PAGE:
Skip to content

NAP meeting #3

2017 August 2
by Melissa

VPNA NAP meeting #3 – June 21, 2017 5:15pm – 6:45pm

In attendance:

Agnes Das, Patrick Gilbride, Melissa Bowman, Rebekah Haynes, Erin Toner, Anna Maste, Anka Brozic

Informed team that the VPNA unanimously supported the vision statement for the NAP.

Part One:

Develop goals, objectives, and actions:

We considered the following from the Toolkit – Tool K:

Tool K- How to Develop Vision Statements, Objectives, Quick Wins and Actions

Once your vision statement is complete, do a REALITY CHECK.  ASK: Can this be achieved?

 

Goals and Objectives

Once the Vision Statement is created and endorsed by the Neighbourhood Action Team, the next step is to create the goals for the Neighbourhood Action Plan, based on the main themes developed during the visioning exercise. People often get confused about what is a goal, an objective and an action. Goals are general guidelines that explain what you want to achieve in your community. They are usually long-term and represent global visions such as “protect public health and safety.”

Objectives define strategies or implementation steps to attain the identified goals. Unlike goals, objectives are specific, measurable and have a defined completion date.

Actions are more specific and provide the “how to” steps to attaining the objective.

Here is an example of what a vision statement, goal, objective and action might look like.

Vision: We want our neighbourhood to be known for its safety, walkability and friendliness.

Goal: Create a safe environment for pedestrians in our neighbourhood.

Objective: Increase pedestrian-friendly features on Main Street.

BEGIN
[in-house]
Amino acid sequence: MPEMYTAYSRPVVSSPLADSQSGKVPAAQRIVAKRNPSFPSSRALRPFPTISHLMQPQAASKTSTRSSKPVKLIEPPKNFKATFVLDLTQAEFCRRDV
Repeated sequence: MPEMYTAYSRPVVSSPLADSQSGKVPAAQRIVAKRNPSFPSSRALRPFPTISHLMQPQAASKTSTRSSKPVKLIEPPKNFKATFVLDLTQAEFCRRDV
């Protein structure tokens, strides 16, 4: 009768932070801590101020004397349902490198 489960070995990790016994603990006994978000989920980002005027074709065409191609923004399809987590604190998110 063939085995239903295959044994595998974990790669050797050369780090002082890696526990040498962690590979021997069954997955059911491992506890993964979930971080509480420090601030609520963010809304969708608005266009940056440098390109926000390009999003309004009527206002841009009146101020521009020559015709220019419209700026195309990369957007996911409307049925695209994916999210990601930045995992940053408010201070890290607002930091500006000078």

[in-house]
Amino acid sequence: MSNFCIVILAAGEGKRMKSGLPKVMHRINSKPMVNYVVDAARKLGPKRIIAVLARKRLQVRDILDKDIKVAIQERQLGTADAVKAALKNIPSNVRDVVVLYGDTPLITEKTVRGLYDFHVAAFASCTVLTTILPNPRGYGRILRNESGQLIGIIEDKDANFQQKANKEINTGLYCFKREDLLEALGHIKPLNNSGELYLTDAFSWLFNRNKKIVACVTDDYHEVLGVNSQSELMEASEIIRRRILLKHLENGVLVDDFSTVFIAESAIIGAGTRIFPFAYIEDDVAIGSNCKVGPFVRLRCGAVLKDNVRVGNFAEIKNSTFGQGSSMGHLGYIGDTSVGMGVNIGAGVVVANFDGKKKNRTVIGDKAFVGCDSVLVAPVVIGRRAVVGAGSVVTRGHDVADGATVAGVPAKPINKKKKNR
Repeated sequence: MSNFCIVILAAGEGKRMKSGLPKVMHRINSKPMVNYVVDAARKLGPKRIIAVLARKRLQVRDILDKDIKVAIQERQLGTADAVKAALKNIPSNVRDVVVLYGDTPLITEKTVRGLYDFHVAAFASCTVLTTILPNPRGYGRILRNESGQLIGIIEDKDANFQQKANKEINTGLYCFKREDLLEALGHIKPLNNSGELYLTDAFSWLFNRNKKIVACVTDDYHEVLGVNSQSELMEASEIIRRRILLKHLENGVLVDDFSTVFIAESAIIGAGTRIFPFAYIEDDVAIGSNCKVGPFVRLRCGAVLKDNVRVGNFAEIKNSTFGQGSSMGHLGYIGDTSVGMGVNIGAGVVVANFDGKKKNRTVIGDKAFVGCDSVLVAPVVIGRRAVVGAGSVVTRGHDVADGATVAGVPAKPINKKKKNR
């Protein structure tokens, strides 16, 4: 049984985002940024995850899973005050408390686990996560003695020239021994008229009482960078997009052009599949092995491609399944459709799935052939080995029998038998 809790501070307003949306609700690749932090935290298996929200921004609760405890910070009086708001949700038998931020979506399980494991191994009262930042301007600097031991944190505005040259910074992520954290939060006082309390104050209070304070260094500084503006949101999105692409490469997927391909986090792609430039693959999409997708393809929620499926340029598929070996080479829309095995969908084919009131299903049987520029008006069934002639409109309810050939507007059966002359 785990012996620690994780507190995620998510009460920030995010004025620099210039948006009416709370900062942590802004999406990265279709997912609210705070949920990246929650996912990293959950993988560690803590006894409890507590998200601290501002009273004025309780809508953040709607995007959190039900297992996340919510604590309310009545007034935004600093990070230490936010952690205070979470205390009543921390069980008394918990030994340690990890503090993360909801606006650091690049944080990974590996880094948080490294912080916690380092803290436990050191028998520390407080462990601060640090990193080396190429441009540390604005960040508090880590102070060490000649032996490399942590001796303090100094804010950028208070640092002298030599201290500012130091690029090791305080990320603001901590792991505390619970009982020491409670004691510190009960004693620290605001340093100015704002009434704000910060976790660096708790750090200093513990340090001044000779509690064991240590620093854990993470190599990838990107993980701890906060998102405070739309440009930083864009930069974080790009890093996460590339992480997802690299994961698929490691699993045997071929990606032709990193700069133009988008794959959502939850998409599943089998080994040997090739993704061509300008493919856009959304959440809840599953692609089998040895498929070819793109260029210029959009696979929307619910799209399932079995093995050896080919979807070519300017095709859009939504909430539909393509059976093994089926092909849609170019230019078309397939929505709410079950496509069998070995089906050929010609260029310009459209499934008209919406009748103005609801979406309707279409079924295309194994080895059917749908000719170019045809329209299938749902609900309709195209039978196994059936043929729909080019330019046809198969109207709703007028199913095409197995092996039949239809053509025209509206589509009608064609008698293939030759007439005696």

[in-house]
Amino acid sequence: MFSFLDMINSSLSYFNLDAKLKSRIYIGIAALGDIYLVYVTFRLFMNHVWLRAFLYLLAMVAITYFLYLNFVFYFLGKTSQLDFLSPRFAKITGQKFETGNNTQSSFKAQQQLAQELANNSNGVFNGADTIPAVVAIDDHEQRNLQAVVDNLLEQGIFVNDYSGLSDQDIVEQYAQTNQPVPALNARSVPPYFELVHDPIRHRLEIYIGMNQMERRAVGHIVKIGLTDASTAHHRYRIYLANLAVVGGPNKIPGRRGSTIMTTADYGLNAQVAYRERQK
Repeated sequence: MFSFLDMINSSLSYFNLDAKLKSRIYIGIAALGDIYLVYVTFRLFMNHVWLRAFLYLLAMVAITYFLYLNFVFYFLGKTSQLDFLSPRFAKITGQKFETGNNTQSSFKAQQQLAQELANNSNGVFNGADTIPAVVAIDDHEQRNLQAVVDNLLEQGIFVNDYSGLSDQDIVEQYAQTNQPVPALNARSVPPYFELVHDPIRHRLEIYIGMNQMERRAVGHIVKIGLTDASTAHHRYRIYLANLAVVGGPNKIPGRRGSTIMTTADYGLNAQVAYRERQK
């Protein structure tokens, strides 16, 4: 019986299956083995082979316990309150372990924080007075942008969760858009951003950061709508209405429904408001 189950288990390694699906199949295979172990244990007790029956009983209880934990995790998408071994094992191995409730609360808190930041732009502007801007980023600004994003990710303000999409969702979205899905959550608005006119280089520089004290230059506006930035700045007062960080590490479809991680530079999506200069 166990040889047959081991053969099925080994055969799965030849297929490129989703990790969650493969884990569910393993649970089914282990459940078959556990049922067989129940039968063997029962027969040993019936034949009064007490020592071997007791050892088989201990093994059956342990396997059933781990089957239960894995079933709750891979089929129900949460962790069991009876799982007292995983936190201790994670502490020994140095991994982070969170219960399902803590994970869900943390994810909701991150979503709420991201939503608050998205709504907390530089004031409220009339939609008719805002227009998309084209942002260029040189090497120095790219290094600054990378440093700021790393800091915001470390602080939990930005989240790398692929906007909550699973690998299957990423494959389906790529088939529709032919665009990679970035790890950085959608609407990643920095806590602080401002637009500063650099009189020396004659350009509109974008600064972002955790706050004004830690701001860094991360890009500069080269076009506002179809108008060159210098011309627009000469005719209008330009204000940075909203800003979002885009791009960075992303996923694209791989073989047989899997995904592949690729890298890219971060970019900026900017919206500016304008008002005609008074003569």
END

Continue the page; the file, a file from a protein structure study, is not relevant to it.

Actions: Plant trees; install benches and calm traffic through bump-outs along Main Street.

Is there a Quick Win? A quick win is an action that can be achieved in a couple of months using minimal resources, shows early success in the neighbourhood and creates a “buzz.”

Important note about the process:

While the final Neighbourhood Action Plan will clearly present the vision, goals, objectives and actions in a way that makes sense to the reader, the creation of this work is often less ordered and cohesive. Often residents will focus on the immediate tasks or behaviours they would like to see change in their neighbourhood to meet their vision, without being able to speak about how these ideas fit into broader goals and objectives. Experience in other cities suggests that sometimes the goals and objectives emerge out of a number of concrete actions that can be grouped together to create the goals and objectives. Because of this, it is important to keep a record of all ideas that emerge during discussions so that no idea gets lost.

Steps to develop goals, objectives and actions:

  1. Start the meeting with a quick reminder of the vision and themes that were created at previous meetings. Present and explain that the dotmocracy tool will be used for each goal statement and each objective.
  2. Re-convene the same small groups and have them review the work from the last meeting, make any changes and then present the goal statement and objectives to the larger group for clarification. Do NOT wordsmith the goal statement during the discussion but do ask “So what?” – what is the difference that this goal/objective could have on the lives of residents or the neighbourhood?
  3. Have each group use the dotmocracy tool for each of the goal statements and objectives. Post each goal statement around the room, give the residents 2-3 minutes per goal statement (so if there are 6 goal statements, allot 15 – 20 minutes for this exercise) to write any comments or revisions on the statement and fill in their dot. Have them initial the sheet.